For purposes of the remainder of this discussion, it can be assumed that any terms not expressly defined have standard meanings, or meanings as would be understood by those of ordinary skill in the art. For purposes of illustration, it can also be assumed that the example embodiments described are implemented in the context of a check imaging and sorting operation at a bank or similar financial institution with multiple IP sites.
The stored, cash letter settlement table described above includes a list of clearing banks, the corresponding clearing houses or settlement agents that are used for each one, if any, as well as cost center and account numbers which correspond to the information in the general ledger. A cash letter settlement table can include any other information that a financial institution employing an embodiment of the invention wishes to track within the general ledger system.
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Block 116 of
In some embodiments, the report is manually reviewed at each site and items are reprocessed based on the report, however, one of skill in the art could design a system which responds to the IP site reports received at each site in an automated fashion. Tables which are stored in the general ledger system to represent work in process by site can generally be formatted to list the various item processing sites within the financial institution. Additional information, such as a company or vendor which operates each site can be included. The corresponding account and cost center information for each site is also included in the site entry portion of the general ledger system.
Still referring to
Still referring to
In the example embodiment of
The flowcharts and block diagrams in the figures illustrate the architecture, functionality, and operation of possible implementations of systems, methods and computer program products according to various embodiments of the present invention. In this regard, each block in the flowchart or block diagrams may represent a module, segment, action, or portion of code, which comprises one or more executable instructions or actions for implementing the specified logical function(s). It should also be noted that, in some alternative implementations, the functions noted in the block may occur out of the order noted in the figures. For example, two blocks shown in succession may, in fact, be executed substantially concurrently, or the blocks may sometimes be executed in the reverse order, depending upon the functionality involved. It will also be noted that each block of the block diagrams and/or flowchart illustrations, and combinations of blocks in the block diagrams and/or flowchart illustrations, can be implemented by special purpose hardware-based systems or operators which perform the specified functions or acts.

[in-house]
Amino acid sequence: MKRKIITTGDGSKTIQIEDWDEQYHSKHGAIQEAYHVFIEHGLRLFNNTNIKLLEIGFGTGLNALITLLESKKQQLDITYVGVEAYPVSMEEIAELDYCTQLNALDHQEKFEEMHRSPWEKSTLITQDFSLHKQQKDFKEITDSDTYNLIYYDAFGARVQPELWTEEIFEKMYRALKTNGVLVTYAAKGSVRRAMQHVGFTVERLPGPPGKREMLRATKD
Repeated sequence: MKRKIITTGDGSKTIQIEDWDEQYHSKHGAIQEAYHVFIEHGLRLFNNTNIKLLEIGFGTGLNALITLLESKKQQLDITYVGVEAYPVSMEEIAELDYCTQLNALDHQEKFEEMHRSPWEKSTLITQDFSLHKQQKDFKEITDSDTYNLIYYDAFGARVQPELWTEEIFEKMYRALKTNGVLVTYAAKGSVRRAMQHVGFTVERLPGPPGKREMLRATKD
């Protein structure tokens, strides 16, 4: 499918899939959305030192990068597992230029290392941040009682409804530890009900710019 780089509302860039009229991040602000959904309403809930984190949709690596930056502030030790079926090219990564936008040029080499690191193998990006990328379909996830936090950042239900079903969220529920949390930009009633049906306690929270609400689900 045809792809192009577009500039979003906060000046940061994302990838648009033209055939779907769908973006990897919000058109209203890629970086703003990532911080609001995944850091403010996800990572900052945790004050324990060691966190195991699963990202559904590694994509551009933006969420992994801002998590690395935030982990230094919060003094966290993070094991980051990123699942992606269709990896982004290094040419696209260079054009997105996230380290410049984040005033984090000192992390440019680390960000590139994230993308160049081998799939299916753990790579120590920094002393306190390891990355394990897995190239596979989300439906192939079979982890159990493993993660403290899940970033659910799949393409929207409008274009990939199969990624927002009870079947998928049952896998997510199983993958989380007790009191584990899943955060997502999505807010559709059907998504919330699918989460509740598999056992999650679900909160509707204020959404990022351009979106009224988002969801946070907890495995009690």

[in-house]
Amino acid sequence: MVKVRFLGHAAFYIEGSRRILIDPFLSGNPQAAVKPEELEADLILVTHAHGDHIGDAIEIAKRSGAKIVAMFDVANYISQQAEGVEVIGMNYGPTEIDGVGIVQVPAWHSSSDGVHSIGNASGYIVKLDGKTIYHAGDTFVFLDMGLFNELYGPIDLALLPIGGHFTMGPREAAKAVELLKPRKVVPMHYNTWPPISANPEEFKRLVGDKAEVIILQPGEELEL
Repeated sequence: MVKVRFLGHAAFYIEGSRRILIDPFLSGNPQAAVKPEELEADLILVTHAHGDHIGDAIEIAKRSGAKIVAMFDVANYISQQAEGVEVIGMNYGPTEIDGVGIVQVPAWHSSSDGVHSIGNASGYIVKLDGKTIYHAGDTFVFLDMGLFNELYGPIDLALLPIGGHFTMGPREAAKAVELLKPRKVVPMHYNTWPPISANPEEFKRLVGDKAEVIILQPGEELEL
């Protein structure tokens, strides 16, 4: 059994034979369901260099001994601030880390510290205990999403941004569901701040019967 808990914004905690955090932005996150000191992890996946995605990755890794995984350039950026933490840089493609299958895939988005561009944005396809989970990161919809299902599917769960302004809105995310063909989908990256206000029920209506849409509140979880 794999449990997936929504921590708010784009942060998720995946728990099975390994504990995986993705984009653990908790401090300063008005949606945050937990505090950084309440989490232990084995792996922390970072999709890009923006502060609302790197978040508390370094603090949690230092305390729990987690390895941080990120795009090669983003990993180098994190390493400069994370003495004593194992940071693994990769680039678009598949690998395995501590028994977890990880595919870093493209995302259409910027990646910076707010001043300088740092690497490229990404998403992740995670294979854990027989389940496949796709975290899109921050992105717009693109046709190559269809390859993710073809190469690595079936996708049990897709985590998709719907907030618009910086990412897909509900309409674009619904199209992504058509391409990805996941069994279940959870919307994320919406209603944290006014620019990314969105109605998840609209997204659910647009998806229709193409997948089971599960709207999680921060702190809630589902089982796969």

The terminology used herein is for the purpose of describing particular embodiments only and is not intended to be limiting of the invention. As used herein, the singular forms “a”, “an” and “the” are intended to include the plural forms as well, unless the context clearly indicates otherwise. It will be further understood that the terms “comprises” and/or “comprising,” when used in this specification, specify the presence of stated features, steps, operations, elements, and/or components, but do not preclude the presence or addition of one or more other features, steps, operations, elements, components, and/or groups thereof.
Although specific embodiments have been illustrated and described herein, those of ordinary skill in the art appreciate that any arrangement which is calculated to achieve the same purpose may be substituted for the specific embodiments shown and that the invention has other applications in other environments. This application is intended to cover any adaptations or variations of the present invention. The following claims are in no way intended to limit the scope of the invention to the specific embodiments described herein.
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|Jun 28, 2006||AS||Assignment|
Owner name: BANK OF AMERICA CORPORATION, NORTH CAROLINA
Free format text: ASSIGNMENT OF ASSIGNORS INTEREST;ASSIGNORS:CANTLEY, KERRY MICHELLE;MURRAY, SCOTT SAMUAL;FREW, DAVIDTODD;AND OTHERS;REEL/FRAME:017854/0891;SIGNING DATES FROM 20060626 TO 20060627
Owner name: BANK OF AMERICA CORPORATION, NORTH CAROLINA
Free format text: ASSIGNMENT OF ASSIGNORS INTEREST;ASSIGNORS:CANTLEY, KERRY MICHELLE;MURRAY, SCOTT SAMUAL;FREW, DAVIDTODD;AND OTHERS;SIGNING DATES FROM 20060626 TO 20060627;REEL/FRAME:017854/0891
|Jun 24, 2015||FPAY||Fee payment|
Year of fee payment: 4